Two years ago, I was a 12-year old Apple fanboy.
Not only did I spend most of my waking hours shuffling back and forth between an iPhone 4, iPad and MacBook Pro, but I also worshipped the words of Steve Jobs as if he was a deity.
I watched every Apple keynote on my laptop, and if the livestream wasn’t available I’d check out the live blogs. Not only that, my long-term goal was to work for Apple. At that time, I believed Apple knew what I wanted before I knew I wanted it.
The world has changed so much in the last two years. I switched to the dark side.
Yes, I have become an Android user.
My switch from Apple’s operating system, iOS, is representative of a colossal shift I’ve witnessed among my friends in the teen demographic.
At my high school, the iPhone had the reputation for being the cool phone. However, that’s no longer the case, and things have shifted in the span of the last year. It used to be that nearly everyone in my school owned an iPhone. However, by the end of the last year, I couldn’t walk around school without seeing a Samsung Galaxy S3. I switched to the Nexus S in February of 2012. I am currently using the Nexus 4.
After interviewing many of the students at my school who have switched to Android from iOS, I heard a few common themes as to why they switched. For one, Samsung’s marketing has worked.
Apple understands the effectiveness of marketing. The 1984 and Think Different advertising campaigns were some of the most recognizable that have ever been aired on television. So, how did Apple lose teens?
As of late, Samsung’s marketing campaign has made an effective appeal to the teenage sector, while simultaneously, Apple’s marketing has lost its steam. Apple started to run ads that showed Zooey Deschanel, Samuel L. Jackson, John Malkovich, and Martin Scorsese demonstrating Siri. These ads have featured celebrities who have no profound connection with the teenage market because they did not demonstrate any of the ways that teenagers actually use their phones.
More significantly, teenagers did not connect with these celebrities, who seem to reach an older and perhaps less technologically sophisticated audience. None of my friends connected with the characters in the ads.
At the same time, Samsung has been creating advertising that actually features real-use cases for teenagers. While these ads have not been targeted specifically at teens, any teenager would be interested in a faster way of transferring photos to his or her friends. In another ad, Samsung demonstrated a new way of transferring music playlists through the tapping of phones, which has been highly enticing for many teenagers.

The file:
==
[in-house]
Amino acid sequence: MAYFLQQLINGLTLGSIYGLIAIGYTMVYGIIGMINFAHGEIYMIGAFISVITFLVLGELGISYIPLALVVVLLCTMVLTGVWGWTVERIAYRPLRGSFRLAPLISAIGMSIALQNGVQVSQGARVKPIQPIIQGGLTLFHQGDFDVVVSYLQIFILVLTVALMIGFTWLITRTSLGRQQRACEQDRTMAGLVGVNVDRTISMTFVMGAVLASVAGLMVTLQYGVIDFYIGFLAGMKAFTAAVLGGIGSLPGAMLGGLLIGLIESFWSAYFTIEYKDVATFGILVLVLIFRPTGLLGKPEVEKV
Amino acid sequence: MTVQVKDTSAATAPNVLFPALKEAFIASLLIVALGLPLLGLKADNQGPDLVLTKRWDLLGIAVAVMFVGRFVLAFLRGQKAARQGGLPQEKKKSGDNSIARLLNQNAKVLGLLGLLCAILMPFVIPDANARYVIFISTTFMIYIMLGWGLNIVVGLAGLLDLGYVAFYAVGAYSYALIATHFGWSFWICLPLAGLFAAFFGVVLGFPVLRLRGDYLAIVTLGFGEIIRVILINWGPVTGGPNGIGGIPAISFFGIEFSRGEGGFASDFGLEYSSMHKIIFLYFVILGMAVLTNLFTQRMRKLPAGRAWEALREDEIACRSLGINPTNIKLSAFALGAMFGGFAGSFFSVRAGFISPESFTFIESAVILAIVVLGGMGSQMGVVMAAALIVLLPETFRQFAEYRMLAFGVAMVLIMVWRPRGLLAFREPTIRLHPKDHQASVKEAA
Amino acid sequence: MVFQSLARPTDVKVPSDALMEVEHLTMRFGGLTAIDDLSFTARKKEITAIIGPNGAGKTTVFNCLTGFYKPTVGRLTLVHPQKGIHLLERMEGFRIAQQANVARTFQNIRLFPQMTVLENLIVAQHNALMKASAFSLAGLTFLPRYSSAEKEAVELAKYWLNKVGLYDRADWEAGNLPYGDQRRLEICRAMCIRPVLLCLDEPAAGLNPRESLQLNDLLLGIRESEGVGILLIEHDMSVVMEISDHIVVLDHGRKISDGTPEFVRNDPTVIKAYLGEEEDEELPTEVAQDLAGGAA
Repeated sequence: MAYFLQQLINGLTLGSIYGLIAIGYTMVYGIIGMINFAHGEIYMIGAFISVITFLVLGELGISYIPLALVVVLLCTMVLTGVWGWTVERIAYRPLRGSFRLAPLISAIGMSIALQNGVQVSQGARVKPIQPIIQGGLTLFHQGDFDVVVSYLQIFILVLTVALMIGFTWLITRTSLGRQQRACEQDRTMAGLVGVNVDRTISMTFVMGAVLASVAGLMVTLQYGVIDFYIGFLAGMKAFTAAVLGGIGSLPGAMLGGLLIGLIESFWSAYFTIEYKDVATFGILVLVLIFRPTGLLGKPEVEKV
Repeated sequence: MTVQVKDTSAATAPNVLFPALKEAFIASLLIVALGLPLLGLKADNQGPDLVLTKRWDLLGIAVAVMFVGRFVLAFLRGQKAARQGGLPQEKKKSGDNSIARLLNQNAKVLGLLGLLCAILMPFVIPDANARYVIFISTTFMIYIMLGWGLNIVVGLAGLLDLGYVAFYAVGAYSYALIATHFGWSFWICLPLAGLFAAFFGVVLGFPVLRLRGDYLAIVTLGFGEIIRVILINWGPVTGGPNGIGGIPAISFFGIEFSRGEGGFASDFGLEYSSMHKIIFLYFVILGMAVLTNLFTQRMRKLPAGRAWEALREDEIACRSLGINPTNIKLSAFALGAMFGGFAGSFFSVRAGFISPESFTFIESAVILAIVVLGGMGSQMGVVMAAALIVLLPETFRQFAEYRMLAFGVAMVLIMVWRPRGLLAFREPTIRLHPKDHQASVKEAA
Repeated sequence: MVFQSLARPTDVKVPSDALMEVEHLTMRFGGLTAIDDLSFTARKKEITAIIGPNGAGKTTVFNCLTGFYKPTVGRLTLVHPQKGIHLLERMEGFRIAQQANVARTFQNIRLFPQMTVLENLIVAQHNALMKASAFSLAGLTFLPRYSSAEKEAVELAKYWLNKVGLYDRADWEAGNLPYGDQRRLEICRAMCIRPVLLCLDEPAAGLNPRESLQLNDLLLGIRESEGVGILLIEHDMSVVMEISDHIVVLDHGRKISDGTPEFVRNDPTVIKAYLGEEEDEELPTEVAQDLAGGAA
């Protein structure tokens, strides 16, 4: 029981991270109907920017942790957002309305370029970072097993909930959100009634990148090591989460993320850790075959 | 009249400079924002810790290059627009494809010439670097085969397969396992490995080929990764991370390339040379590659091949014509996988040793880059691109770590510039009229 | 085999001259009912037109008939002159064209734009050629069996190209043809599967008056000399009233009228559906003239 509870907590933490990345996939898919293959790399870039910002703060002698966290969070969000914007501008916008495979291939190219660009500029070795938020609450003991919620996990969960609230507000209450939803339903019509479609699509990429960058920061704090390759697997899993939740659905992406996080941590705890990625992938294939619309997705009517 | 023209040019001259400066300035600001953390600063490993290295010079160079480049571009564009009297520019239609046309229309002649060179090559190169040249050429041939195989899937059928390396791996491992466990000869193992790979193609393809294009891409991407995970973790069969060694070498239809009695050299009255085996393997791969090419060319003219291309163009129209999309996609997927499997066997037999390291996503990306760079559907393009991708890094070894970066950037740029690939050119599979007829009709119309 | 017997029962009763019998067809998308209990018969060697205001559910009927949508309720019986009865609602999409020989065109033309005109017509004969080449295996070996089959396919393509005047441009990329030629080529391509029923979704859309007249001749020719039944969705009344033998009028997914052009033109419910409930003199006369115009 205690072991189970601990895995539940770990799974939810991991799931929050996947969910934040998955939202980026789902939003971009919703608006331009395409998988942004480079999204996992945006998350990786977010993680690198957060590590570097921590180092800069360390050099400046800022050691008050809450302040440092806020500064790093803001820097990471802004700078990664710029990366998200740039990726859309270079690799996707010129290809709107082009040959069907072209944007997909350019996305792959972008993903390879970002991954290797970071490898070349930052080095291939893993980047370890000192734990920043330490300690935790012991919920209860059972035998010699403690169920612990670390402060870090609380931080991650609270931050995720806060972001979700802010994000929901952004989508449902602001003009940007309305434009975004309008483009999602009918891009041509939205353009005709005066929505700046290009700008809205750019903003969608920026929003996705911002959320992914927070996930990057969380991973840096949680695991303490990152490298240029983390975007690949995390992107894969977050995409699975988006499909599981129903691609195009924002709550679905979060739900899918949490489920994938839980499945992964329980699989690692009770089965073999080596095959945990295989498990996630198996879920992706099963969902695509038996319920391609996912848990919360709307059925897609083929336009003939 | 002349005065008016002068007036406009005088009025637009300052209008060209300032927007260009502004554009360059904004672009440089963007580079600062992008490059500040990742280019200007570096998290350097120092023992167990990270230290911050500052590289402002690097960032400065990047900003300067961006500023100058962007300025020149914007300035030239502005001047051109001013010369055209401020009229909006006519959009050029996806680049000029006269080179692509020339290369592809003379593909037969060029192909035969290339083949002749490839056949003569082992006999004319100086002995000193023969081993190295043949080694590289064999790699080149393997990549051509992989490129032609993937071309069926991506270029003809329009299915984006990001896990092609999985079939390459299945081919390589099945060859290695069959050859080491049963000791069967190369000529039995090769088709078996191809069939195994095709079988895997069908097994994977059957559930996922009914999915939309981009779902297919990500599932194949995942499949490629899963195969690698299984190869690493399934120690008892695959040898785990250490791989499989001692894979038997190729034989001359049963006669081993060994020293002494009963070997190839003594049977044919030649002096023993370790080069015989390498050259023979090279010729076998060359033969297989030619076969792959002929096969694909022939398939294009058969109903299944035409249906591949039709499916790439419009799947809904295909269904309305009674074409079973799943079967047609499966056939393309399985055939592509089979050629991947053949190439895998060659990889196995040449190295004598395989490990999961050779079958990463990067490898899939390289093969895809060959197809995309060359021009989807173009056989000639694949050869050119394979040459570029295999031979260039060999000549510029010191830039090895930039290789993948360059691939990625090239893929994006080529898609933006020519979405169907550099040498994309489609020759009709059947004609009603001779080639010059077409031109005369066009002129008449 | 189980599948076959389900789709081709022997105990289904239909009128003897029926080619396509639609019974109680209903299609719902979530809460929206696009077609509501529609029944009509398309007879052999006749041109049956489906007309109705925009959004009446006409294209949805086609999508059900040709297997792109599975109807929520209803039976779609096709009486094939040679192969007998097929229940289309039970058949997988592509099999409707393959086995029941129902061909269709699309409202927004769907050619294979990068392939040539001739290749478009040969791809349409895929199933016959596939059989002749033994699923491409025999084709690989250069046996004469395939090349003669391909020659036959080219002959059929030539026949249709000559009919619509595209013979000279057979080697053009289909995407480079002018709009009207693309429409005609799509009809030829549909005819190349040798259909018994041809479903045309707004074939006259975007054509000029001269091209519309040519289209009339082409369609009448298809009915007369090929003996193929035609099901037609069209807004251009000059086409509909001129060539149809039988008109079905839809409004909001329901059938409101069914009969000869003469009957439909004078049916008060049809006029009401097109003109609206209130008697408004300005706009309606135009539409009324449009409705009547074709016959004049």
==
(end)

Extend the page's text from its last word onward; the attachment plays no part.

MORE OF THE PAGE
Another reason many of us teens switched to Android was the closed-down nature of iOS. Android offers greater customizability, including being able to add new keyboards, live wallpapers and apps that aren’t from the Google Play Store. While the Android platform provides this openness, Apple is closed. You can’t even download new keyboards from the Apple App Store. This closed-system does not appeal to my generation, who are focused on being individual and unique.
At Apple’s developer conference last week, Apple announced and demonstrated iOS 7.
With this latest version of iOS, Apple continues to play catch-up. Apple has decided to not open up iOS to more customization, even though that is one of the biggest complaints that teens had with the old iOS.
However, when Tim Cook answered a question at the D11 conference about iOS openness, he had this to say: “I think you will see us open up more in the future. But not to the degree that we put the customer at risk of having a bad experience. But will we open up more? Yes.”
This leaves the possibility that Apple might open up iOS to customization in the fall, when they release the final version to the public.
Even if Apple opens up a bit, they may have lost my generation. For now, they’ve lost me, a one-time Apple fanboy.
Michael Sherman, 14, a student at Seattle’s Bush School, is a technophile with aspirations to be a future entrepreneur and/or politician.
[Editor’s Note: Michael’s father, Craig Sherman, is a lawyer at Wilson, Sonsini, Goodrich & Rosati who represents GeekWire.]
Previously on GeekWire: Why I won’t buy another subsidized Android phone (and why you shouldn’t, either)
Post updated to correct reference to Google Play Store.